1-14 of 14 Search Results for


Follow your search
Access your saved searches in your account

Would you like to receive an alert when new items match your search?
Close Modal
Sort by
Journal Articles
Mexican Studies/Estudios Mexicanos. 2017; 333344–366 doi: https://doi.org/10.1525/msem.2017.33.3.344
Published: 01 November 2017
..., que sin querer reproducen el mito colonial del violador negro. © 2017 by The Regents of the University of California 2017 Blackness freedom gender Nahuatl purity of blood race racialization rape slavery translation Esclavitud género libertad limpieza de sangre náhuatl negro...
Journal Articles
Mexican Studies/Estudios Mexicanos. 2016; 3211–28 doi: https://doi.org/10.1525/mex.2016.32.1.1
Published: 01 February 2016
... pulque production and distribution (the economic life- blood of many of the commoners) added strain to the already fragile noble-commoner relationship.55 If the nobles did not protect their 50. Kellogg 1995; Owensby 2008, 212; Borah 1983; Baber 2009. 51. In 1654, for example, the people of Huamantla and...
Journal Articles
Mexican Studies/Estudios Mexicanos. 2015; 312218–247 doi: https://doi.org/10.1525/mex.2015.31.2.218
Published: 01 August 2015
... estimate accurately the fractions of European blood which belong to the different castes [sic].24 By starting his casta set with a Spanish woman on top, Mena undermines the usual assertion of Spanish male dominance in estab- lishing the framework of social hierarchy. Spanish ideas of honor and racial...
Journal Articles
Mexican Studies/Estudios Mexicanos. 2011; 272251–279 doi: https://doi.org/10.1525/msem.2011.27.2.251
Published: 01 August 2011
... Brotherhoods and Social Integration in Postconquest Latin America (Hamburg, Germany: Wayasbah, 1988), 67 100. 39. Elisa Luque Alcaide, La Cofradía de Aránzazu de México (1681 1799) (Pam- plona: Ediciones Eunate, 1995). 40. Nicole Von Germeten, Black Blood Brothers: Confraternities and Social Mo- bility for...
Journal Articles
Mexican Studies/Estudios Mexicanos. 2010; 262323–377 doi: https://doi.org/10.1525/msem.2010.26.2.323
Published: 01 August 2010
... predominated in Mexico . . . he was cultured and intelli- gent in addition to the fact that he suffered in killing, like amystical crim- inal who reveals absolute cold blood in his crimes. 46 El Universal claimed, No one could have yet imagined, just a few years ago, that a studious and advantaged young man...
Journal Articles
Mexican Studies/Estudios Mexicanos. 2007; 231155–180 doi: https://doi.org/10.1525/msem.2007.23.1.155
Published: 01 February 2007
... suffering caused by common illnesses. Among the Kumiai Indians of one rural community in Baja California, one of the most commonly reported health problems is presióón baja (low blood pressure), and the overlapping condition of alternating high and low blood pressure. Low/variable blood pressure is most...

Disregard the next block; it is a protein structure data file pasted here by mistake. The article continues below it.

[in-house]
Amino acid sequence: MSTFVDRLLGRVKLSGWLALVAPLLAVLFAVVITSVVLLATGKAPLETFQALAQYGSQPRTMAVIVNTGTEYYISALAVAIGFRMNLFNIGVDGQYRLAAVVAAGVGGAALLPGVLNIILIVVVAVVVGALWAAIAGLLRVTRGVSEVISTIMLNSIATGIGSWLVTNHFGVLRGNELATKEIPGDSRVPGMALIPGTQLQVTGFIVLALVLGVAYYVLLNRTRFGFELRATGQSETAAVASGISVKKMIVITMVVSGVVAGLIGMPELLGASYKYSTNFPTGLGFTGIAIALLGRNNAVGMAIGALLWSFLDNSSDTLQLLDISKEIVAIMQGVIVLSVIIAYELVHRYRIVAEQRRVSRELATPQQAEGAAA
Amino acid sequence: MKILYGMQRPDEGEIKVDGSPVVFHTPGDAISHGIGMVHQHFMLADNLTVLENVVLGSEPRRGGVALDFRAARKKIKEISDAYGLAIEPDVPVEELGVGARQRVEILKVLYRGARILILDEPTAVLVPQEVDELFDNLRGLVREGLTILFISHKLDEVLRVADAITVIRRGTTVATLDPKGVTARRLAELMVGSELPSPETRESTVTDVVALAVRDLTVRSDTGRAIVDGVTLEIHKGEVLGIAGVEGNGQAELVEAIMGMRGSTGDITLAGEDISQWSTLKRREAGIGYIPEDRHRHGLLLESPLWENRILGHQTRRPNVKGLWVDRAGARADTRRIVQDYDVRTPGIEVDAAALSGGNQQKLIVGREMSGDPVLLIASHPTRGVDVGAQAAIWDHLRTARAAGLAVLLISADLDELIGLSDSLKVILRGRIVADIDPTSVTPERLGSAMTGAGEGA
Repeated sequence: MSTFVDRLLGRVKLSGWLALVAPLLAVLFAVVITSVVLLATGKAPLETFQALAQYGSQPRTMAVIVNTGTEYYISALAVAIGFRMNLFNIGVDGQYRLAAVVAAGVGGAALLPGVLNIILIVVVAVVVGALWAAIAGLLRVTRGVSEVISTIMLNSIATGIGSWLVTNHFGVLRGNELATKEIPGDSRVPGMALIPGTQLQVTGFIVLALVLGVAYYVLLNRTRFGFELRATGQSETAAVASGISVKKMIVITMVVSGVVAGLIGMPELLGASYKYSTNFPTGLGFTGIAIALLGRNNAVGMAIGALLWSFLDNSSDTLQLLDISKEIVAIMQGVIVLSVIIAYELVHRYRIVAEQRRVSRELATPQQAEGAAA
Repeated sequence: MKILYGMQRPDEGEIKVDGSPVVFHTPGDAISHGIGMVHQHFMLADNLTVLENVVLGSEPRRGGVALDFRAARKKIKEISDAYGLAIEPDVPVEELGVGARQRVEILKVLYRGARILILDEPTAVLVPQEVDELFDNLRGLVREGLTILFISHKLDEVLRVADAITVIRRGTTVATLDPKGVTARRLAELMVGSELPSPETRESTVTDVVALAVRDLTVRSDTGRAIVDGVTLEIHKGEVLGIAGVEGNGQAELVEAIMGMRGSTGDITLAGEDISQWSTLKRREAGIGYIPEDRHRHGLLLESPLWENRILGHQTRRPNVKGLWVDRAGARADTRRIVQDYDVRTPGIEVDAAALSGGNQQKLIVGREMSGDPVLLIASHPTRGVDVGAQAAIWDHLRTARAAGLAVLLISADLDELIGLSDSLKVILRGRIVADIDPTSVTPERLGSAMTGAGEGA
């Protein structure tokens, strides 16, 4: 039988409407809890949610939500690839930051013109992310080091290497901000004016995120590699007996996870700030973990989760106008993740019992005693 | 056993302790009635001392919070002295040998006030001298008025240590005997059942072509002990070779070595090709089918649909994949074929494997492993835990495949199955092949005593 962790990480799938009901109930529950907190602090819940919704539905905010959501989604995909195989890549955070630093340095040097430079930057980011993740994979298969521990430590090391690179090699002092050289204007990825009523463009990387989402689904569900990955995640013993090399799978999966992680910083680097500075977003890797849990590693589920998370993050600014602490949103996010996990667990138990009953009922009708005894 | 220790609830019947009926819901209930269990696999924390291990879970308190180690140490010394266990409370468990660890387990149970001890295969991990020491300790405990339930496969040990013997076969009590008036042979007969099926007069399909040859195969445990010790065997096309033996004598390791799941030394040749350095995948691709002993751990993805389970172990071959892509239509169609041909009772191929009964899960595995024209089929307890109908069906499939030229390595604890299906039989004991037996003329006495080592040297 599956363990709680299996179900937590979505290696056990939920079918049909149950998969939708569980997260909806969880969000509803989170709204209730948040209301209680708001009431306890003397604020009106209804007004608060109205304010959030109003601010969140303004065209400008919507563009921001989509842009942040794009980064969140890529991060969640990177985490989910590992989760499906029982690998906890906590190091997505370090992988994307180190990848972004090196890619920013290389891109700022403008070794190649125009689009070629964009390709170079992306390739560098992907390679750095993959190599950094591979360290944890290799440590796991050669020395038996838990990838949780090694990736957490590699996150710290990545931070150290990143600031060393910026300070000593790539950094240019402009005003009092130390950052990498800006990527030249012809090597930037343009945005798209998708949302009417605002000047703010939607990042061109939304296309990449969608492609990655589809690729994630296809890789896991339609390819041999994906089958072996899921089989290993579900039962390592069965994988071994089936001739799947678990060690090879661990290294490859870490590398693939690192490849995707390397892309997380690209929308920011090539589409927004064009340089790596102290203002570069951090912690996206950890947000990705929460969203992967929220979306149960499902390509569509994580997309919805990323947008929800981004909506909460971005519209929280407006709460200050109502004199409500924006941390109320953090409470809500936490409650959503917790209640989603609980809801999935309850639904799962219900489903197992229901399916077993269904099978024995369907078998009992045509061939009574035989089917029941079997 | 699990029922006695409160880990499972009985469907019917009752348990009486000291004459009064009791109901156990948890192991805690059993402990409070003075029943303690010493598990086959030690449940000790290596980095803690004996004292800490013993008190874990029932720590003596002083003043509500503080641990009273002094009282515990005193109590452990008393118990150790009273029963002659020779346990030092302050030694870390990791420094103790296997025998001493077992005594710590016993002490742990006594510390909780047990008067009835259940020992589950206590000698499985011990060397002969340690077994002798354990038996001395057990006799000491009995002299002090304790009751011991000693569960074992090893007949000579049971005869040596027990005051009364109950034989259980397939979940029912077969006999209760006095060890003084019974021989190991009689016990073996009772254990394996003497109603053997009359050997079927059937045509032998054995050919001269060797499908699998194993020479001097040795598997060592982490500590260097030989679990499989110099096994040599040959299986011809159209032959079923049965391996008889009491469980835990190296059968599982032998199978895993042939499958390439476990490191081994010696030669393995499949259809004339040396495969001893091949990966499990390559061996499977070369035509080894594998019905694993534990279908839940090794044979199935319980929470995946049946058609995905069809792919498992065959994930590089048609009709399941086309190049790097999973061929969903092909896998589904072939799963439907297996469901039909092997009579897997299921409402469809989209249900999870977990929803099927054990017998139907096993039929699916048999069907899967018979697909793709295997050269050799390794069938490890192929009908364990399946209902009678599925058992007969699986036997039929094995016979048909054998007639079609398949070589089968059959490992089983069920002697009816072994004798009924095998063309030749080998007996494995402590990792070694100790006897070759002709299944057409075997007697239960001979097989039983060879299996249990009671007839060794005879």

Journal Articles
Mexican Studies/Estudios Mexicanos. 2004; 20147–68 doi: https://doi.org/10.1525/msem.2004.20.1.47
Published: 01 February 2004
... history. The verve with which he describes the flesh-and-blood Santiago Tlatelolcos reveals a definite pride in Indian impiety, but he does not extend this to a condemnation of priests or more devout Indians. Nor does he suggest methods for ending this breach of the Reform laws. 62 Mexican Studies...
Journal Articles
Mexican Studies/Estudios Mexicanos. 2002; 18123–60 doi: https://doi.org/10.1525/msem.2002.18.1.23
Published: 01 February 2002
... inocencia en los años posteriores a su condenación. Al Žnal, el género fue una herramienta política sumamente maleable y eŽcaz. With curls of smoke rising from his back, President-elect Alvaro Obregón fell forward into his dinner dishes, splattering food, wine, and blood across his table at the La Bombilla...
Journal Articles
Mexican Studies/Estudios Mexicanos. 2002; 18161–100 doi: https://doi.org/10.1525/msem.2002.18.1.61
Published: 01 February 2002
Journal Articles
Mexican Studies/Estudios Mexicanos. 2001; 172375–402 doi: https://doi.org/10.1525/msem.2001.17.2.375
Published: 01 August 2001
Journal Articles
Mexican Studies/Estudios Mexicanos. 2000; 1611–37 doi: https://doi.org/10.2307/1052120
Published: 01 January 2000
... departure for Roumagnac. Laurent differentiated between ac- cidental and occasional criminals, who, presumably, were not true crim- inals, and the innate and degenerate. The innate and degenerate were essentially biologically predisposed to crime, having been born with vice in their blood.11 From Maurice de...
Journal Articles
Mexican Studies/Estudios Mexicanos. 1999; 152225–260 doi: https://doi.org/10.2307/1052143
Published: 01 July 1999
..., such as the capacity for intense meditation on the passion of Christ, which led her into ecstatic stages in which she lost all sen- sory experiences. In other words, she was represented as a full-blooded seventeenth-century visionary, familiar with divine beings, and equal in capacity and spirituality...
Journal Articles
Mexican Studies/Estudios Mexicanos. 1997; 13187–120 doi: https://doi.org/10.2307/1051867
Published: 01 January 1997
... benefitted from revolutionary land reform. Women, on the other hand, banned from the public arena and relegated to the role of childbearers, "clung to their rosaries" and to a culture of "purity and redemption" propagated by landed and clerical elites. Anticlericalism, thus, was primarily a masculine...
Journal Articles
Mexican Studies/Estudios Mexicanos. 1996; 122231–272 doi: https://doi.org/10.2307/1051845
Published: 01 July 1996
... because, as he said, "I never wanted to soil my hand with the blood of lowlifes."8 The Texan who provoked the in- cident charged Garza with the illegal use of brass knuckles. In court, Garza refused legal counsel and instead took questions di- rectly from the jury. After seeing that some members of the...